• Set the required parameters or constraints for the point.
  • Load the MEP family into the Generic Model Family, hosting it as desired.
  • Save this completed family to be loaded into the project.

Now that there is an understanding of the steps involved, we will walk through each one.

Figure 4: Air terminal family nested inside an Adaptive Component family

MEP Family Behavior

One of the interesting aspects of these techniques is that due to the nature of the platform, we must load these adaptive families under the dreaded Generic Model category. As a result, it presents a host of questions and issues about how this might affect scheduling, visibility graphics settings, as well as integration with MEP systems and their associated flow calculations.

Our initial concern was that all these scenarios would not only prove to be difficult to address and result in a failed outcome but that it would ultimately be detrimental to our project and negate any benefits that we may have seen. As long as the nested MEP family is properly categorized and fully functional, even though it is nested inside of a Generic Model family, it will integrate into the model as expected. This is to say that it schedules properly, becomes hidden when toggling the visibility graphics override (in this case Air Terminal), the filters recognize it, and it can work as part of a system.

Integration with Systems

Out of all of these scenarios outlined in the previous section, the only one requiring some explanation is integration with systems. Since these terminal families are nested at least one level deep in a generic model, and in some cases two levels deep if inside an in-place mass, the user must appropriately highlight the element. The way to do this is to use the tab button to go deeper into the selection level. This is standard practice for many scenarios, though it is not usually employed in this manner. For example, to properly select one of the air terminals to change the airflow parameter or to highlight the connector, the user must tab through the desired number of levels, usually once or twice, before using the left mouse button to make the selection. One can always check if the proper family is selected by verifying its name and category in the Properties window.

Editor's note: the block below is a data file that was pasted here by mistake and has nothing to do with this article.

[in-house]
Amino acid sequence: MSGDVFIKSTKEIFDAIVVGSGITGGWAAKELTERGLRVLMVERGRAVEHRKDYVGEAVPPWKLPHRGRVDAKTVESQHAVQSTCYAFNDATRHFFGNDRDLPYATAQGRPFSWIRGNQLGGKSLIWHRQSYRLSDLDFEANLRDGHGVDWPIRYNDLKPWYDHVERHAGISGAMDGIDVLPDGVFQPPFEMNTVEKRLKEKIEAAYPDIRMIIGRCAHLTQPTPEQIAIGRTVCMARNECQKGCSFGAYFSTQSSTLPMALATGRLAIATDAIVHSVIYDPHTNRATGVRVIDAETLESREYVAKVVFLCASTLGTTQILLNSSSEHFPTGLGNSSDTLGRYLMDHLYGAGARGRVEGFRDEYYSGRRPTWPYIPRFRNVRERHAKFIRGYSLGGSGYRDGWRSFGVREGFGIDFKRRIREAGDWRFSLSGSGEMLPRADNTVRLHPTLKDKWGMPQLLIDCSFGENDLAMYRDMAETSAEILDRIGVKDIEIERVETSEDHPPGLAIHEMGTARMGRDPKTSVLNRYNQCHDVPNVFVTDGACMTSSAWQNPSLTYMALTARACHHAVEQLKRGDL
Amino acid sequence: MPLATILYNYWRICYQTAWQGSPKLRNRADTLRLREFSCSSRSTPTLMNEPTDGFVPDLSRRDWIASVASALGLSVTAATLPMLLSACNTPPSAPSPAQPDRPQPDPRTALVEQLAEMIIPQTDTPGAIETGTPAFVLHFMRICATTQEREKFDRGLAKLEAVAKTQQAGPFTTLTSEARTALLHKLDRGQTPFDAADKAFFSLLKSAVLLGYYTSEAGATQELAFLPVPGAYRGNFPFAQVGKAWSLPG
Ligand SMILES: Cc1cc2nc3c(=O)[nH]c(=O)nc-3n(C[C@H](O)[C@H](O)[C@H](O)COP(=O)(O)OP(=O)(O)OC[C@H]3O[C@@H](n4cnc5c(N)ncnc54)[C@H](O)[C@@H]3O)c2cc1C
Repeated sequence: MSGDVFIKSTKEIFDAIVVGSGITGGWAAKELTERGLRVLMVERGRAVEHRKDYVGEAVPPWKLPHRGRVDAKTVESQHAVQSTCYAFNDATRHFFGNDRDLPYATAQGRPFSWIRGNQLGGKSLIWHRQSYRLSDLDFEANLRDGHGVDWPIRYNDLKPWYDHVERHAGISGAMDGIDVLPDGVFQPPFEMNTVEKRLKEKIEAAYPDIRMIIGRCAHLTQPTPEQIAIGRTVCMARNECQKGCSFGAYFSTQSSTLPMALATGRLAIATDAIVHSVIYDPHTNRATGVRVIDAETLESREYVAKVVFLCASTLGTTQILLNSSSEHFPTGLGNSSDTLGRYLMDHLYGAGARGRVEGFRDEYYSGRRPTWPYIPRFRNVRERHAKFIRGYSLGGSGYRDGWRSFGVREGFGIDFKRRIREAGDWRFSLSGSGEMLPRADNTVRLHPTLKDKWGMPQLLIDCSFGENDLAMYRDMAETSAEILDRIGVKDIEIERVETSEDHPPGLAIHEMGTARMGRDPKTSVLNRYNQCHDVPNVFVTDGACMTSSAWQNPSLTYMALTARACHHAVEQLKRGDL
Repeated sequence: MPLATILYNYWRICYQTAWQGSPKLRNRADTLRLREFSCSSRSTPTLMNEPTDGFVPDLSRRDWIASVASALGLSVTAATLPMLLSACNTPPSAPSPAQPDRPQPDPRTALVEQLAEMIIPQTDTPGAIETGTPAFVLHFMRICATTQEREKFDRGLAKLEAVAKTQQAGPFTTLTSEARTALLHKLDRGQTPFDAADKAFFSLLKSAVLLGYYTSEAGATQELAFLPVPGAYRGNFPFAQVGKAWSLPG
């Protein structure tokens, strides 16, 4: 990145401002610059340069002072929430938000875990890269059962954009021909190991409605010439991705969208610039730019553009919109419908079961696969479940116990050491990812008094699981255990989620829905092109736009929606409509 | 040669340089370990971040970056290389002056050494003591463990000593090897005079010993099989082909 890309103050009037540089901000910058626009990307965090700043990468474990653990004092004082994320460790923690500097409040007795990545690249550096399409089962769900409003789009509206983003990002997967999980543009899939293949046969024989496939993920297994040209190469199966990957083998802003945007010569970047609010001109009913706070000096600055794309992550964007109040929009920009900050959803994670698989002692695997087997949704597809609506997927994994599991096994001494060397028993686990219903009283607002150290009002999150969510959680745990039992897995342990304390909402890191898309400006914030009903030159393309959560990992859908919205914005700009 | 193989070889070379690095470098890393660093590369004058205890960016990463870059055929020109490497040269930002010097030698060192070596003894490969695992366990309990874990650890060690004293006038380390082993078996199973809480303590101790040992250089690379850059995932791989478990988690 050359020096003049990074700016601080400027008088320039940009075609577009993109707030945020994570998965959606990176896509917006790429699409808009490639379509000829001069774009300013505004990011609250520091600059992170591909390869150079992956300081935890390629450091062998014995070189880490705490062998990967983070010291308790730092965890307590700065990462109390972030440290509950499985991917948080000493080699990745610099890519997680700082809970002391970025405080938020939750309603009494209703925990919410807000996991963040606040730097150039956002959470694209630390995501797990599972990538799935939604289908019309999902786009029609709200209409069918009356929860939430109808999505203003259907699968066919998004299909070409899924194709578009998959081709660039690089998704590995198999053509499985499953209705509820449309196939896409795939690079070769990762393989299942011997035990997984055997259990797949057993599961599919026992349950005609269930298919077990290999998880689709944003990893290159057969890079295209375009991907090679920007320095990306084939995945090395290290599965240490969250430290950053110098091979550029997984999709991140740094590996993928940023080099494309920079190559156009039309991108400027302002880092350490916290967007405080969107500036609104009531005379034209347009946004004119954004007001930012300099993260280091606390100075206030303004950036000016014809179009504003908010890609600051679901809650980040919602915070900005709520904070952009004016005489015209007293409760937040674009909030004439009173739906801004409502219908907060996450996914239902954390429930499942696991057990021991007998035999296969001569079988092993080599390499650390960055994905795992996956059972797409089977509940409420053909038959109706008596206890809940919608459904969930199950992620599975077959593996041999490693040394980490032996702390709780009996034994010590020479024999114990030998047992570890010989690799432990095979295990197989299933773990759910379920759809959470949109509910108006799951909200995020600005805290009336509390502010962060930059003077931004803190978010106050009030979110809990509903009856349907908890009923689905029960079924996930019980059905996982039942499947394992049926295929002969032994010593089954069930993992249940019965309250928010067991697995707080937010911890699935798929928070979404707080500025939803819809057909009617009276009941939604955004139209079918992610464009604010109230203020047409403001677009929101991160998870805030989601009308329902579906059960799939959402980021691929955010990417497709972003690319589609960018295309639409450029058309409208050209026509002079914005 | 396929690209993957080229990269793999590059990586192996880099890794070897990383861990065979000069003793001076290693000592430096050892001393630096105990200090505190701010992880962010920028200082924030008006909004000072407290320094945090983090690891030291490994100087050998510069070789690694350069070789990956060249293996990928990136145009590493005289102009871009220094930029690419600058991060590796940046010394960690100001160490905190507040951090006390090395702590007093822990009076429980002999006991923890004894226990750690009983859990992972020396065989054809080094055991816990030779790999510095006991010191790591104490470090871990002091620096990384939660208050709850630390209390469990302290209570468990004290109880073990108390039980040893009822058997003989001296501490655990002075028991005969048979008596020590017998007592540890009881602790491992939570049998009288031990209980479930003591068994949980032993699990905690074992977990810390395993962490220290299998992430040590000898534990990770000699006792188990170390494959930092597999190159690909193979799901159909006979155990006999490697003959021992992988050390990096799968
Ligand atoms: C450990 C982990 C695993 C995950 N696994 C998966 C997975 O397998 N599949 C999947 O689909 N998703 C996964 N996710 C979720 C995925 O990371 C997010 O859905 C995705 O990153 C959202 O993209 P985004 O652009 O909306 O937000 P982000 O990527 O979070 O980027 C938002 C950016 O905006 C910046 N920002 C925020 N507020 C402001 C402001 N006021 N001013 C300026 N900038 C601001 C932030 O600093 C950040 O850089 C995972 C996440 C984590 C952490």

When it comes to connecting duct or pipes, the workflow may differ slightly. To use ductwork as an example, it is possible the air terminal will not show the connector as anticipated. The best approach we have developed to make this work successfully is to start the initial run of duct upstream of the terminal, and then make the final connection at the terminal itself. When hovering over the connector area, a snap indicator should appear, allowing the user to make the final connection to the terminal. Because the use case for air terminals is in hosted scenarios that require relocation and adaptation to design changes, we have found that the flex duct works well when the locations of air terminals move. In the case of sprinklers, layouts may need to be fairly complete prior to making the final pipe connections. We have had favorable results using the “Connect Into” feature to make the final connections to sprinkler mains with adaptive families.

Mark Green is the Director of Digital Engineering at Oldcastle BuildingEnvelope®. He leads efforts to leverage the potential of BIM in Architecture/ Engineering/Construction (AEC) design-to-fabrication practices. Mark holds a Master of Architecture, from Columbia University and a Bachelor of Science in Architectural Studies from the University of Utah, graduating summa cum laude. Mark is also a candidate for Doctor of Education (Ed.D) from Teachers College at Columbia University. He is an adjunct Professor at the GSAPP and the University of Utah’s College of Architecture + Planning. Mark resides in New York City.

Alan Jackson is a Senior Design Technology Specialist at CASE and specializes in MEP engineering and consulting. Alan’s passion for sustainability, master planning, and energy performance analysis has translated to an interest in utilizing energy modeling platforms and related analysis tools to address and improve building performance.